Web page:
Sunday, 7 May, the French elected Emmanuel Macron as president with 66% of the vote. Unlike in the United States or Britain, where white nationalism triumphed in the presidential and Brexit votes, the French emphatically rejected Marine Le Pen’s fear mongering and bigotry. Macron was a relatively weak candidate. He was politically hobbled by his service in Francois Hollande’s deeply unpopular administration, and he built his campaign without the support of an established party. Le Pen is an experienced campaigner and skilled debater, and she probably did as well as any candidate in France could do who staked out those extreme positions.
Le Pen’s 34% was almost double what her father, Jean-Marie, got when he made it to the second round of the 2002 presidential election. Nevertheless, her 34% was far less than Trump’s share of the American vote or the 46% Norbert Hofer, the Austrian far right presidential candidate, received in 2016. Thus, we are left with the question, why is France different? I think there are three ways in which France is unusual.
First, France is secular. Even Le Pen spoke clearly in favor of laïcité, the principle that the French government should not play a role in religion, and more importantly that churches should have no influence over government policies. Le Pen used laïcité to attack what she falsely claimed was Islamic power in France, but in so doing she spoke clearly in favor of secularism which in her campaign, like Macron’s and those of the candidates who lost in the first round except for François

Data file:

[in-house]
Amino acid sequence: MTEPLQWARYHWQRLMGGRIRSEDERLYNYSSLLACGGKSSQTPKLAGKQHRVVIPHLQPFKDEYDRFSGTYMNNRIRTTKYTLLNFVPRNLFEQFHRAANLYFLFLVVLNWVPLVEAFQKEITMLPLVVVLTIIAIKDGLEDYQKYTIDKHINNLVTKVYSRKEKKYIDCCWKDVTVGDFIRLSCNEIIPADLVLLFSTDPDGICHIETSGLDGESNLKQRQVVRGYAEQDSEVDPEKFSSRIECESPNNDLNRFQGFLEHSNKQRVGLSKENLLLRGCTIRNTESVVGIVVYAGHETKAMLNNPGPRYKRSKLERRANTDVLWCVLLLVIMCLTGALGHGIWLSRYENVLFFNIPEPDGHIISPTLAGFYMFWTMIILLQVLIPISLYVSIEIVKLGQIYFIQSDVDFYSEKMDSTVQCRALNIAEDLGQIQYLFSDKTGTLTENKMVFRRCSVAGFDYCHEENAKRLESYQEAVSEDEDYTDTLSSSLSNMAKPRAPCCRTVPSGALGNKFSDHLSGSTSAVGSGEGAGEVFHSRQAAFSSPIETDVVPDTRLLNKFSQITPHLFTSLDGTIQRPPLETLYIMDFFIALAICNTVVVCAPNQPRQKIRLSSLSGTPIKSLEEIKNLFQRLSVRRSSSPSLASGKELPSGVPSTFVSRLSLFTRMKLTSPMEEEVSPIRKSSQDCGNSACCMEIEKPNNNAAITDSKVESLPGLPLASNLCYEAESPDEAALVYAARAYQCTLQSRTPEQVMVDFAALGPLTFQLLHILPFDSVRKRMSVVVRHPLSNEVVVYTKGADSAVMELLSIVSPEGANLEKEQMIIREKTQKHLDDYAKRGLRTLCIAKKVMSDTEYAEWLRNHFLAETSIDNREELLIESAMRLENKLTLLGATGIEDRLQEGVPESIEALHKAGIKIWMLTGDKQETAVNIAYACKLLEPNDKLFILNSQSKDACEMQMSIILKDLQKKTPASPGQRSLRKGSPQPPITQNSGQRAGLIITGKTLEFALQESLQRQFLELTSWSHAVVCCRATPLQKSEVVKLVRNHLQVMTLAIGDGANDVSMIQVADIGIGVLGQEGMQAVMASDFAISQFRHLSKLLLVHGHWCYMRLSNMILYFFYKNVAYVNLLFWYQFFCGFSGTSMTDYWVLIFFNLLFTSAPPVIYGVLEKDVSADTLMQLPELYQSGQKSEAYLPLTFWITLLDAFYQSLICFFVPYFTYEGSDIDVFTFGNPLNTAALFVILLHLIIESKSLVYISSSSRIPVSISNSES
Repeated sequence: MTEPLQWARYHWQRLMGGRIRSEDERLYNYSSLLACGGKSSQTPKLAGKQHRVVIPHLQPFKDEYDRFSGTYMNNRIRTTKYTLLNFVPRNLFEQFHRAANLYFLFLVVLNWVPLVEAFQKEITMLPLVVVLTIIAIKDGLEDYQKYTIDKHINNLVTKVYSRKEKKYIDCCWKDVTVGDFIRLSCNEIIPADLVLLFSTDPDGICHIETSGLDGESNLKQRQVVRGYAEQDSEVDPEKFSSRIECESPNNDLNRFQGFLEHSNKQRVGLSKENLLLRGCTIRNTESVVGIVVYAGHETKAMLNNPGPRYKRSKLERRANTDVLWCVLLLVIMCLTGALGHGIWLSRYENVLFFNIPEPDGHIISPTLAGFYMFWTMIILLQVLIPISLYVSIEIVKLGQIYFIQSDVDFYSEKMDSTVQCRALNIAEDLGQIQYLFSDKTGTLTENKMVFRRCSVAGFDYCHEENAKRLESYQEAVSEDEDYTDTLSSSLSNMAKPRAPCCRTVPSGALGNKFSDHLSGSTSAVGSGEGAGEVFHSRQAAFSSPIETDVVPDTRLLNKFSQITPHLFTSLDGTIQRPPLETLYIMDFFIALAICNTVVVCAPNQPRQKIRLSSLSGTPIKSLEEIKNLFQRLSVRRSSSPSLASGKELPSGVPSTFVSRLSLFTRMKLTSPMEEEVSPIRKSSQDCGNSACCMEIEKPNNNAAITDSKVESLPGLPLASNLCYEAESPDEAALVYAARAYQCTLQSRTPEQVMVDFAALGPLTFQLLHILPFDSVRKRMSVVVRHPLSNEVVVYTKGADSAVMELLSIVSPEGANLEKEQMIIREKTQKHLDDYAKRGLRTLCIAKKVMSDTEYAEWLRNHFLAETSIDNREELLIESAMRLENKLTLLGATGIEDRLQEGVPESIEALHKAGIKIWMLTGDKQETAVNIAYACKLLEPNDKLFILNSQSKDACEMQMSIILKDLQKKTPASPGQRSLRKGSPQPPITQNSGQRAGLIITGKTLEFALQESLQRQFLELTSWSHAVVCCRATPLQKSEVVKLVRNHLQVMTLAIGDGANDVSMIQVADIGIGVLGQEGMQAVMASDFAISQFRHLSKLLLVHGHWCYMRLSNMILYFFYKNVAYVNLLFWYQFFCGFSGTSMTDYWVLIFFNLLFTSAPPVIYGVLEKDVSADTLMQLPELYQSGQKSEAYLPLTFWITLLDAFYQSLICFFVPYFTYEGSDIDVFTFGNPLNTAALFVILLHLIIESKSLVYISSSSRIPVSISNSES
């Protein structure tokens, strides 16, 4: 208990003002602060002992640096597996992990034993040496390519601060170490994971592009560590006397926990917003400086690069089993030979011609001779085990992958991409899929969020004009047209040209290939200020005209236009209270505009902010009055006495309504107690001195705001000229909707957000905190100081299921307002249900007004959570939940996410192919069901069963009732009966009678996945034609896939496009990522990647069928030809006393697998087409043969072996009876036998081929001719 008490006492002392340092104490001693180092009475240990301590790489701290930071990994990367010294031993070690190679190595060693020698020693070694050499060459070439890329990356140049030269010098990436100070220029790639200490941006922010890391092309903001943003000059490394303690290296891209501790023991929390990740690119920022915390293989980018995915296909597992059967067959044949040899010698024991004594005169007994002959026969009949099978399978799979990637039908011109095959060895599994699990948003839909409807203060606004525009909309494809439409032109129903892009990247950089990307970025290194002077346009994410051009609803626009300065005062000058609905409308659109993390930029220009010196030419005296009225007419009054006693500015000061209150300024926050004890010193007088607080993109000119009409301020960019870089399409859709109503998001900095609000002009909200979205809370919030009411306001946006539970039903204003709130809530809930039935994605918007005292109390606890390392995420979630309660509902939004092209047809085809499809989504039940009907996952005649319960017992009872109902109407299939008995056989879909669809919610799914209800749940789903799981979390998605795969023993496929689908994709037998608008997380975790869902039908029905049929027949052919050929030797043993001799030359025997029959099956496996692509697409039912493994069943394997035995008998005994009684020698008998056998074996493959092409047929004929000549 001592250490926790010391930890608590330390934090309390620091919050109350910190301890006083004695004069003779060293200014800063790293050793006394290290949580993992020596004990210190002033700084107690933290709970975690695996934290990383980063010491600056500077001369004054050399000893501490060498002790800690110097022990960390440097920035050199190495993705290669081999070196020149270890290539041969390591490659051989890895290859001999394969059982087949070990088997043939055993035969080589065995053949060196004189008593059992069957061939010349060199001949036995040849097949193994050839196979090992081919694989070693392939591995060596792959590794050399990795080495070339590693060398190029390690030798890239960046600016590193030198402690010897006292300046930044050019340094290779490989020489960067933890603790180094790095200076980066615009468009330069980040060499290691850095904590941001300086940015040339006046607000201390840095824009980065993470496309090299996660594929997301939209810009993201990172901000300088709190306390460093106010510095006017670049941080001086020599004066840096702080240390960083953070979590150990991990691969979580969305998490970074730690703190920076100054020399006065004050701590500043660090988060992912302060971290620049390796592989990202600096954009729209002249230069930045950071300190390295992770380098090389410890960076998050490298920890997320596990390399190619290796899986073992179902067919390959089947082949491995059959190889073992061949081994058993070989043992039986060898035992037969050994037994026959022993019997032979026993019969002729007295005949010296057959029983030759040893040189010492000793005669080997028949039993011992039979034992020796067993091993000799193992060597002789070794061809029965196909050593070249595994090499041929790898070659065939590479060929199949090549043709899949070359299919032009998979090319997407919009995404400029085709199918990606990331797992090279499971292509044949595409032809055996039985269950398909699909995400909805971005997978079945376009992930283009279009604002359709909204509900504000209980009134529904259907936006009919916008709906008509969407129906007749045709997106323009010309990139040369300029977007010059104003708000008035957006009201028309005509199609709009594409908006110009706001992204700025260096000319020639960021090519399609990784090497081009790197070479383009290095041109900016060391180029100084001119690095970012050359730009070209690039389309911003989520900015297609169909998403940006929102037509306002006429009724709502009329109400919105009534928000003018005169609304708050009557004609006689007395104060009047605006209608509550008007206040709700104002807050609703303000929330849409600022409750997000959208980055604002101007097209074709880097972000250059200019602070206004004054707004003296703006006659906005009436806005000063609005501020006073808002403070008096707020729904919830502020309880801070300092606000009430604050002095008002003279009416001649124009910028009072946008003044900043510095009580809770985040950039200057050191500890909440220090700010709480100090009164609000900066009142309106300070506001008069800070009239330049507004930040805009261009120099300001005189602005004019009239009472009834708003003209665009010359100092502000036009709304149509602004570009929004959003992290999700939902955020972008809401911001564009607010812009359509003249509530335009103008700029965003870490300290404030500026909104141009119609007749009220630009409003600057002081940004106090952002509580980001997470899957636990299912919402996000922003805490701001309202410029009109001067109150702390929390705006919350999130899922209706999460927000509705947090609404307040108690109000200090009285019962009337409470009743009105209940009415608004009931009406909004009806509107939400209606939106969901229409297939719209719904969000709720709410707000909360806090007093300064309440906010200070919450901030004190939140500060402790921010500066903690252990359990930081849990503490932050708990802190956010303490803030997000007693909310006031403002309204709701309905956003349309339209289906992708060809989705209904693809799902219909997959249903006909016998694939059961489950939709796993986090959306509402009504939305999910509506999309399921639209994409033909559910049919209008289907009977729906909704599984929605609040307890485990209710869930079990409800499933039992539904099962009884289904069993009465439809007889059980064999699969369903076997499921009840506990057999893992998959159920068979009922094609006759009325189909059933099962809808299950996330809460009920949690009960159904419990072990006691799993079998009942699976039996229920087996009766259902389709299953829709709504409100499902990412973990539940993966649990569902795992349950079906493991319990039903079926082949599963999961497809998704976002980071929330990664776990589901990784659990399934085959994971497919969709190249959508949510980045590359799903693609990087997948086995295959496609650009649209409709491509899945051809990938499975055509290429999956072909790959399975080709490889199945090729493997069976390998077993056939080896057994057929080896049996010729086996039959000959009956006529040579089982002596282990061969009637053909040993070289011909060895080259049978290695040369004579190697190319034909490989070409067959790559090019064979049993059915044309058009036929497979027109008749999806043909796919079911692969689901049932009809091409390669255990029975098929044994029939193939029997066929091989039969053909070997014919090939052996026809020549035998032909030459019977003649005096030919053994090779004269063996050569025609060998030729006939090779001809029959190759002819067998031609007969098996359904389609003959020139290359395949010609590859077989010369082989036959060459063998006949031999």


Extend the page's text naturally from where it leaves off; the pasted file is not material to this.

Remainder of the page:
Fillon, included support for legal abortion and same sex rights including marriage. Christian religious conservatism serves as a basis for racial and national identity and builds support for broader platforms of rightwing extremism in the U.S., Austria, Spain, and Italy, as well as Poland and Russia. Islamic fundamentalism plays the same role in the few majority Muslim countries with elections. And of course the Hindu nationalist BJP in India has built its electoral victories on anti-Muslim rhetoric and its not so subtle encouragement of vigilante violence. This election demonstrates that secularism remains firmly supported by the vast majority of French voters. Fillon’s inability to advance into the final round, despite his efforts to place religious conservatism at the center of his campaign, shows the limits of that appeal in France.
Second, France’s generous welfare state remains intact. France spent 31.5% of its GDP on social expenditures in 2016. This means that there is little political space for candidates or parties to claim that immigrants are depriving other French people of the benefits of citizenship. Thus, Le Pen’s support was confined largely to regions where deindustrialization has created high unemployment. Voters in those areas were vulnerable to the false argument that they had lost their jobs to immigrants. The same could not be said about health care, education, maternity leave and the broad array of benefits all French continue to receive. In contrast, the nationalist right has won its greatest victories in the two Anglo countries with the stingiest social programs, the U.S. and Britain. Absolute declines in already meager benefits created resentments that propelled Trump and Brexit to victory.